Posts Tagged Angelina Jolie

Eternals (2021)

2h 36m
Chloé Zhao
Chloé Zhao (screenplay) Patrick Burleigh (screenplay by) Ryan Firpo (screenplay by)
Stars: Gemma Chan Richard Madden Angelina Jolie

Eternals follows on from the events of Avengers: Endgame (2019), and features the Eternals (ancient aliens who have been living on Earth in secret for thousands of years) to come out in the open and come together to fight against mankind’s ancient enemy, the Deviants. Straightforward enough story and I’m a big Marvel fan, so I should have enjoyed this, right? Wrong. I largely hated it. Here’s why.

Too long, too many characters and an unconvincing version of diversity. A mess but an interesting one!

The film is just too slow and long. Two and a half hours where I found it difficult to take much interest or empathise with any of the characters. It has far too many characters and it promotes an unrealistic version of diversity.

Brian Tyree Henry (Phastos) is the Marvel franchise’s first openly gay superhero. As Jenna Benchetrit · CBC News points out: “Previous films in the Marvel Cinematic Universe have featured “gay moments,” like Avengers: Endgame’s brief scene in which a non-superhero character, portrayed by director Joe Russo, describes a same-sex date. In other cases, characters are canonically LGBTQ+ in the comics (including Asgardian warrior Valkyrie) or in other Marvel properties outside of the realm of films (like Tom Hiddleston’s Loki, who hinted at his bisexuality in the eponymous Disney+ television series).

In 2016, Ryan Reynolds’s Deadpool winked and nudged at the character’s pansexuality — but that’s where it stopped.”

I welcome the fact that Marvel reflects reality by including gay characters. I don’t like the fact that some backward nations saw this as a reason to try to censor or ban the film. I dislike the way that Phastos is depicted as a ‘family’ orientated character. The family relationship between Phastos and his husband, Ben (Haaz Sleiman) and their son Jack (Esai Daniel Cross) is cloyingly stressed. Turning to my Woke Newspeak Phrasebook I would call it a hetreonormative portrayal of queer life. We will be making real progress when this vanilla coating isn’t seen as necessary. I look forward to the day the Marvel ‘universe’ is big enough to include bad gay people – even villains! I’m just not sure whether the studio’s promise that Phastos’ sexuality would simply be a part of his character and not a defining feature has been kept. The (no chemistry) kiss between Phastos and Ben has upset some but I’m glad that the studio refused to edit it out when they came under pressure – it’s just a part of life and really in this day and age is it something people should get worked up about even if they don’t like it? I don’t think so.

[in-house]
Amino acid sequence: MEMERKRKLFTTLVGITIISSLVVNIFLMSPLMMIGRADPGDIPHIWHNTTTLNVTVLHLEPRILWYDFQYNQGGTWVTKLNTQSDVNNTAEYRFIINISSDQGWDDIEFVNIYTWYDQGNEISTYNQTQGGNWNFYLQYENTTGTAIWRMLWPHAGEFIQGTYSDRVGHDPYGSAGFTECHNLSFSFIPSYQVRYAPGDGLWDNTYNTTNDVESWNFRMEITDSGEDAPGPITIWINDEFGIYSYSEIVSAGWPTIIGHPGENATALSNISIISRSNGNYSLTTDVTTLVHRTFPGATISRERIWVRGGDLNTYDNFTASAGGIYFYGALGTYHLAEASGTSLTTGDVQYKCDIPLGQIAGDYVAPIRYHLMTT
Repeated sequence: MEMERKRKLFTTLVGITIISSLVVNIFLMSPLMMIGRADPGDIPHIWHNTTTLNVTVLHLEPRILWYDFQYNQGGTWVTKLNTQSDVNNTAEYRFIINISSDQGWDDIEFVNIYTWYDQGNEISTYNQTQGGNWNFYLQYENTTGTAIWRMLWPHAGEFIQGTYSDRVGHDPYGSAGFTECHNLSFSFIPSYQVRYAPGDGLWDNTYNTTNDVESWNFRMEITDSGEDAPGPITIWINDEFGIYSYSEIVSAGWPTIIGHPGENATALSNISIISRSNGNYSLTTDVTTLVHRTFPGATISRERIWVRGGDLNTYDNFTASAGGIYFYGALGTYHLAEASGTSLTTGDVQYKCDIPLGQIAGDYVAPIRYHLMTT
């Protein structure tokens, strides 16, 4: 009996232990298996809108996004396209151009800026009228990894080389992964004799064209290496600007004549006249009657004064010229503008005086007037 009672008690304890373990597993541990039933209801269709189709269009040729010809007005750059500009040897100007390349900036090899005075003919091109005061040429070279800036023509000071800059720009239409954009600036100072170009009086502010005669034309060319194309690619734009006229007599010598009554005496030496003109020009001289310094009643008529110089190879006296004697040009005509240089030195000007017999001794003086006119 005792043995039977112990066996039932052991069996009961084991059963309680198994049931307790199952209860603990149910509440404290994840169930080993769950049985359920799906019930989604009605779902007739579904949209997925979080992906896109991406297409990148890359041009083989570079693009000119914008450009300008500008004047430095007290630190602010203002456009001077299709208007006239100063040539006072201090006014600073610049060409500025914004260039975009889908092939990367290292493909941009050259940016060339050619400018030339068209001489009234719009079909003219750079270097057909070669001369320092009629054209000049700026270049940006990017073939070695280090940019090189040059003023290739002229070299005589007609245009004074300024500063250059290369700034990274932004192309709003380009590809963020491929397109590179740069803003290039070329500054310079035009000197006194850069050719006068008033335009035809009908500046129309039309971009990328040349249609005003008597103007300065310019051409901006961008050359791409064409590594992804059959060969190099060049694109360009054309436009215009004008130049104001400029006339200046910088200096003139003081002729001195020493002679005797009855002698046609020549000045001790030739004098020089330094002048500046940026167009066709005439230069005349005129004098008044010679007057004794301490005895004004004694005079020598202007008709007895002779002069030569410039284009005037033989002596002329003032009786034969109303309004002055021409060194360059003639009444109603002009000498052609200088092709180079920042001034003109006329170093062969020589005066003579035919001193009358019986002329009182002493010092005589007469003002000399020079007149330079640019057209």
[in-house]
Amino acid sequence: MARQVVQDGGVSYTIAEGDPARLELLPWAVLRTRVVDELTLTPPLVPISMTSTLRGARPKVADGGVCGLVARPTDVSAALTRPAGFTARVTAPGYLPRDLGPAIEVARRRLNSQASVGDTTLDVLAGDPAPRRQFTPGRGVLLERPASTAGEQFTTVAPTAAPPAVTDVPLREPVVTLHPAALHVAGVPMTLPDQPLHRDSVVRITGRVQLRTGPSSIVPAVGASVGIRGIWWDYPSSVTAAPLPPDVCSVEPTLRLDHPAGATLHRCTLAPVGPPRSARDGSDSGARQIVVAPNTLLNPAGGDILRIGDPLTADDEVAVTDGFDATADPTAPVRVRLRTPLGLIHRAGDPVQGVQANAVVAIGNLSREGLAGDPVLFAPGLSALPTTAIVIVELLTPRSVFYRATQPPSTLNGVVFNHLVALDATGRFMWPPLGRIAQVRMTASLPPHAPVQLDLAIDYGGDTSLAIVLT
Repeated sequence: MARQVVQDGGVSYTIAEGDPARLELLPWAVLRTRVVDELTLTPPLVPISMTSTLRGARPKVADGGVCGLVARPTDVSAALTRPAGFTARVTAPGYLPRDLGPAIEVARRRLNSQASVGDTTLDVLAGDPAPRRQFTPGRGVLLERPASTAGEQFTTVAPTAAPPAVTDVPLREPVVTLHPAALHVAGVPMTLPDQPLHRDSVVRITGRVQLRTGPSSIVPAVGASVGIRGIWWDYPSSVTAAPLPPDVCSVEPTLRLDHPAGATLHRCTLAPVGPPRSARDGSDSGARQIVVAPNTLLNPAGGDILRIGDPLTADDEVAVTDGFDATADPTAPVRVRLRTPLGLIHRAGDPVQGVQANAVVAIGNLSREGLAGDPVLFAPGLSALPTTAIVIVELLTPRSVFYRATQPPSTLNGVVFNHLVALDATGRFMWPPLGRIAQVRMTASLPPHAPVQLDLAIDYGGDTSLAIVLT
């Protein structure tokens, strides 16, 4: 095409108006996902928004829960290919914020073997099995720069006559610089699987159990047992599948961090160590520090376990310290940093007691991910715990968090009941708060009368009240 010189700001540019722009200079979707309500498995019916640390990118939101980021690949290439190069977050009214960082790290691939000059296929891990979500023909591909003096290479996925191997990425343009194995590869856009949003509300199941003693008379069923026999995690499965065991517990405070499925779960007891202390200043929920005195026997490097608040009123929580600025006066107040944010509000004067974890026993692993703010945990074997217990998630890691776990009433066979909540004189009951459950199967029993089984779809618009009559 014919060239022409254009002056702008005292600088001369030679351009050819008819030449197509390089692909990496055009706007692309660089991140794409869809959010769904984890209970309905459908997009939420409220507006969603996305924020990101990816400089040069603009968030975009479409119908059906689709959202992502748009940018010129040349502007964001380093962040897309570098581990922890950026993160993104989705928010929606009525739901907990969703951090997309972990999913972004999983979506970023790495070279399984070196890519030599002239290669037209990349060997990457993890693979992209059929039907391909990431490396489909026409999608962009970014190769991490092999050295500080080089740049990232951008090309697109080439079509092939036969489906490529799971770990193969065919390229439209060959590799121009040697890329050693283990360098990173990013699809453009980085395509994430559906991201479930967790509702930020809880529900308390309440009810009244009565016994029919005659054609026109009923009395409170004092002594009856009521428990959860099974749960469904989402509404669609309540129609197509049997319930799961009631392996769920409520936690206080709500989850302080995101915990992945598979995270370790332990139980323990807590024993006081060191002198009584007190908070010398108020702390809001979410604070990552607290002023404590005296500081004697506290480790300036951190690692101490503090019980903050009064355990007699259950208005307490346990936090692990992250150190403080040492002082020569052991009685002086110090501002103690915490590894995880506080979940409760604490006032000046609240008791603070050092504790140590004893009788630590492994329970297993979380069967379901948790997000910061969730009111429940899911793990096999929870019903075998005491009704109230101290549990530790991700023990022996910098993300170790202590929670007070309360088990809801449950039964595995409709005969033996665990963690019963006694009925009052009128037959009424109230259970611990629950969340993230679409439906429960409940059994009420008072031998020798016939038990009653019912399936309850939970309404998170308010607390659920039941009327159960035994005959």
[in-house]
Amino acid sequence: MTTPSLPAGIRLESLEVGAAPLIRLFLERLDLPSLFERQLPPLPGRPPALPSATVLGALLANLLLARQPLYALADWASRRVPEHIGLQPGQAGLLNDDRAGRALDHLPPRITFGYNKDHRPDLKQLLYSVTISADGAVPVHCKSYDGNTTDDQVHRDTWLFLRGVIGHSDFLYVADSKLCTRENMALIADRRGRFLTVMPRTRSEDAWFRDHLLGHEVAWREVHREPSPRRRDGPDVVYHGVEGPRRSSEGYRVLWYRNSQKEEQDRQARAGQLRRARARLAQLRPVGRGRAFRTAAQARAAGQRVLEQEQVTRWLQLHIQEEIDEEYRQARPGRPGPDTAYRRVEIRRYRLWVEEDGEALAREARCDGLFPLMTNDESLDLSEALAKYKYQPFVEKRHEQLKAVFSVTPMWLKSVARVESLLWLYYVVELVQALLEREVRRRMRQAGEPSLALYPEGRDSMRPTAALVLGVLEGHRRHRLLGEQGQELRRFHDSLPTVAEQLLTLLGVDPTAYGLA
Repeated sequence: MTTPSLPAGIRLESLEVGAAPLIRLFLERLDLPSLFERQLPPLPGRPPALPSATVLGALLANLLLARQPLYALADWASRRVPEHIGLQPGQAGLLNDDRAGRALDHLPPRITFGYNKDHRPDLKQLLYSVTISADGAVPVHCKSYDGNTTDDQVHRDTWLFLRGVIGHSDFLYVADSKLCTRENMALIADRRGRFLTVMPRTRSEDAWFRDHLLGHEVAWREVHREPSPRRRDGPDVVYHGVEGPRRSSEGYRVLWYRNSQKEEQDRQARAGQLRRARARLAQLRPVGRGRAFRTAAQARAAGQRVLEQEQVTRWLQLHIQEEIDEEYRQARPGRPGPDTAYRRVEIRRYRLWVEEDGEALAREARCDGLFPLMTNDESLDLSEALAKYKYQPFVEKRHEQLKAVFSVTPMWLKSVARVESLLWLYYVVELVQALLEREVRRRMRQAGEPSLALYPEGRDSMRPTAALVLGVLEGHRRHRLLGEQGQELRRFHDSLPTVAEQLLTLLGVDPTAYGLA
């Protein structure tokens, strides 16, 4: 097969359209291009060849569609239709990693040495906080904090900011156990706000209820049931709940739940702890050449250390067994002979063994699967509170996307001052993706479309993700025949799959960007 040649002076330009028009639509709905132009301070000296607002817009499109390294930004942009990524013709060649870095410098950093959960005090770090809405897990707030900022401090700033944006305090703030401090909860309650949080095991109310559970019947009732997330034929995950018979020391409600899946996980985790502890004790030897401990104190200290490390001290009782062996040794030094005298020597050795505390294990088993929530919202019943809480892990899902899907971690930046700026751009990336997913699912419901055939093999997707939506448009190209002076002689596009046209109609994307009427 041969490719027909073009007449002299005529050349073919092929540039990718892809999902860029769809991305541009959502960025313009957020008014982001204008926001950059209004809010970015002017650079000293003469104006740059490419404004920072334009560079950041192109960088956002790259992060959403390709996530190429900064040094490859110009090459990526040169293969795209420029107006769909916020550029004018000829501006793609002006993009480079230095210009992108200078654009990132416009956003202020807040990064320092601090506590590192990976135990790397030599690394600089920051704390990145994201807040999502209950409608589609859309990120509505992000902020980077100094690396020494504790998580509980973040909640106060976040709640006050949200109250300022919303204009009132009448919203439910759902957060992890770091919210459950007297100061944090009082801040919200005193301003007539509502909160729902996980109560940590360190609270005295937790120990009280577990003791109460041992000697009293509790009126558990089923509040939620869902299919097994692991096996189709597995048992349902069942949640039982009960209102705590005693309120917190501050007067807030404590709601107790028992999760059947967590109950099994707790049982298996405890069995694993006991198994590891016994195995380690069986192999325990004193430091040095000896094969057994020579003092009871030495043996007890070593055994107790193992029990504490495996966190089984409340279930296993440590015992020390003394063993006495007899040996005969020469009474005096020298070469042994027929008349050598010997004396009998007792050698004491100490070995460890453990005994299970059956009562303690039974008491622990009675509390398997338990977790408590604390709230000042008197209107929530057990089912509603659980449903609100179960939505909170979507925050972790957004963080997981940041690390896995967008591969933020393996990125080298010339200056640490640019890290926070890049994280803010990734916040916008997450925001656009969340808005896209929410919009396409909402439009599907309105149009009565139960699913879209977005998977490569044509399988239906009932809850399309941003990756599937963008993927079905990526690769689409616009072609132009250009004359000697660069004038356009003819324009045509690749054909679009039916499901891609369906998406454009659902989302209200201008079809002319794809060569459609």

The hetrosexual sex scene in Eternals (between Richard Madden’s Ikaris and Gemma Chan’s Sersi) is a new departure too. The only thing close to a sex scene in any Marvel universe movie previously was early in 2008’s Iron Man. It’s very tastefully done and I believe it’s a good thing to show this as part of relationships even in Superhero movies. As the film’s Director, Chloé Zhao, said: ““For us to be able to show two people who love each other, not just emotionally and intellectually but also physically, and to have a sex scene that will be seen by a lot of people that shows their love and compassion and gentleness — I think it’s a really beautiful thing.”

The sheer number of characters means that characterisation is underdeveloped. This results in it being difficult to identify with or care about any of them. There are just too many characters that need backstories and motivations explained. The only character in Eternals I liked was Indian actor Harish Patil. He steals every scene he is in and I would have liked to have seen more of him as his appearances are brief.

All in all the film is a bit of a mess. It’s an interesting mess and there are some firsts which I applaud but I can understand why some Marvel universe friends say it seemed to last an eternity!